Alert Sign Dear reader, online ads enable us to deliver the journalism you value. Please support us by taking a moment to turn off Adblock on Dawn.com.

Alert Sign Dear reader, please upgrade to the latest version of IE to have a better reading experience

.

Missing humour in religion

September 09, 2010

Email

iv id=
Sartaj, the impish waif, would double as house help and resident clown when one day my mother assigned him the onerous task of accompanying Zaheerun Bua to her first and only movie.

Zaheerun in her late 50s was her begum sahab's treasured cook and proved to be as pious a Muslim as she was illiterate. In fact, her cinema outing had a religious purpose.

The 90-minute film called Khaana-i-Khuda, or house of God, was a pioneering attempt in the 1970s to turn the joys of Haj into an audio-video spectacle for many lacking the wherewithal to make the prescribed journey. To Zaheerun, the film offered a chance to experience the mandated pilgrimage without having the basic ability to read the Quran.

In his late teens, Sartaj had worked as an errand boy for Mrs Puri in the Lucknow neighbourhood where he had masqueraded as a Hindu boy with the universally respected name of Gopal. It remains a mystery whether Mrs Puri gave him that name to pre-empt embarrassment with orthodox guests, or had Sartaj adopted a nom de guerre to ward off imminent unemployment.

When her husband was transferred to Delhi, Mrs Puri handed over Gopal to my mother's care. The fact that he was a Muslim boy was revealed years later when a marriage proposal arrived for Sartaj.

So off Zaheerun Bua went to watch Khana-i-Khuda at Ashok Talkies, a stuffy hall with poor ventilation located in the decaying former Shia bastion of old Lucknow. Sartaj loved the songs of leading ladies from the old Indian cinema and was least interested in a movie without music. As the lights were dimmed, Zaheerun covered her head in devout obeisance.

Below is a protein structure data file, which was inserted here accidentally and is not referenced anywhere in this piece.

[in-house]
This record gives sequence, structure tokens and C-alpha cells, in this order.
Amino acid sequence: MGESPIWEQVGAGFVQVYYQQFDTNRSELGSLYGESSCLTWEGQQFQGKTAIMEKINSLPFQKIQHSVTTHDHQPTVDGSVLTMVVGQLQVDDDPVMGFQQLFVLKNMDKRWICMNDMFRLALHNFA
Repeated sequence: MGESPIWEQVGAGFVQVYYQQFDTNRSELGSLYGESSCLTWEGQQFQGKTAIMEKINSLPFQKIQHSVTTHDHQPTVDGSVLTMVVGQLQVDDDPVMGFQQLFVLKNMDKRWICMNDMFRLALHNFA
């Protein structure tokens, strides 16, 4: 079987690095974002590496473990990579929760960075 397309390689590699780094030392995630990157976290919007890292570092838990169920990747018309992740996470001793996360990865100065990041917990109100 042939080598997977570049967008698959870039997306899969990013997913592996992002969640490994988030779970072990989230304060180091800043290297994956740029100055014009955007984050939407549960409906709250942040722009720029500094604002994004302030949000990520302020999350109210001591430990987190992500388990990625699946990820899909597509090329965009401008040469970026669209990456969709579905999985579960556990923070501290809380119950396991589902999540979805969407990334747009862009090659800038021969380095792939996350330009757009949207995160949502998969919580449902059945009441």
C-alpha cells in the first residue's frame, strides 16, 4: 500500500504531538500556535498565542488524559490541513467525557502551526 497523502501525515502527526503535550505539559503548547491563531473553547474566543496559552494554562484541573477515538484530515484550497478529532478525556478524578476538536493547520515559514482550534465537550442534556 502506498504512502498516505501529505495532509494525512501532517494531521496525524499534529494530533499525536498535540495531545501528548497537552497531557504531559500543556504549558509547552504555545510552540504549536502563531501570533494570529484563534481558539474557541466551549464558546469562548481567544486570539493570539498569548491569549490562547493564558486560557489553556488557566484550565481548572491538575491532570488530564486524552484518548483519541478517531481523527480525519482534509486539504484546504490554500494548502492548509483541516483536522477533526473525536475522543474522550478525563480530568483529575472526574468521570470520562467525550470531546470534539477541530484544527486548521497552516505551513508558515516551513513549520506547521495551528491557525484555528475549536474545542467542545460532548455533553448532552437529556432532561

The first visual was a promotion for a popular frothy detergent. As soon the bubbles mushroomed on the screen, Sartaj poked Zaheerun in the ribs and whispered in mock Avadhi “Arrey dekh le aab-i-jamjam.” His reference to the holy water of Zam Zam was enough to send the cook into paroxysms of devout exultation.

Zaheerun has since passed away and Sartaj is nursing his bad knees. Their story continues to regale the family and the neighbourhood.

Religion without humour is a poisoned chalice. It has led to still smouldering ethnic wars and spawned entrenched prejudices with tragic consequences. Not without ironical help from secular technology, it has evolved into the cult of the suicide bomber. And it is a mistake to believe that the world has not had a duplicitous view of this.

When it liked them as suicidal missionaries it celebrated them as mujahideen. When they fell foul of the dominant global worldview they were condemned as jihadis. In an essential way mujahideen and jihadis not only share a common etymology but also the fickle attention span of their changing patrons.

It was not too long ago that Muslim poets and men of letters were open and casually normal about religion. Ghalib defined his creed as half Muslim — he drank wine but didn't eat pork. Would he have survived in today's Iran or Saudi Arabia, or even India and Pakistan much less Afghanistan?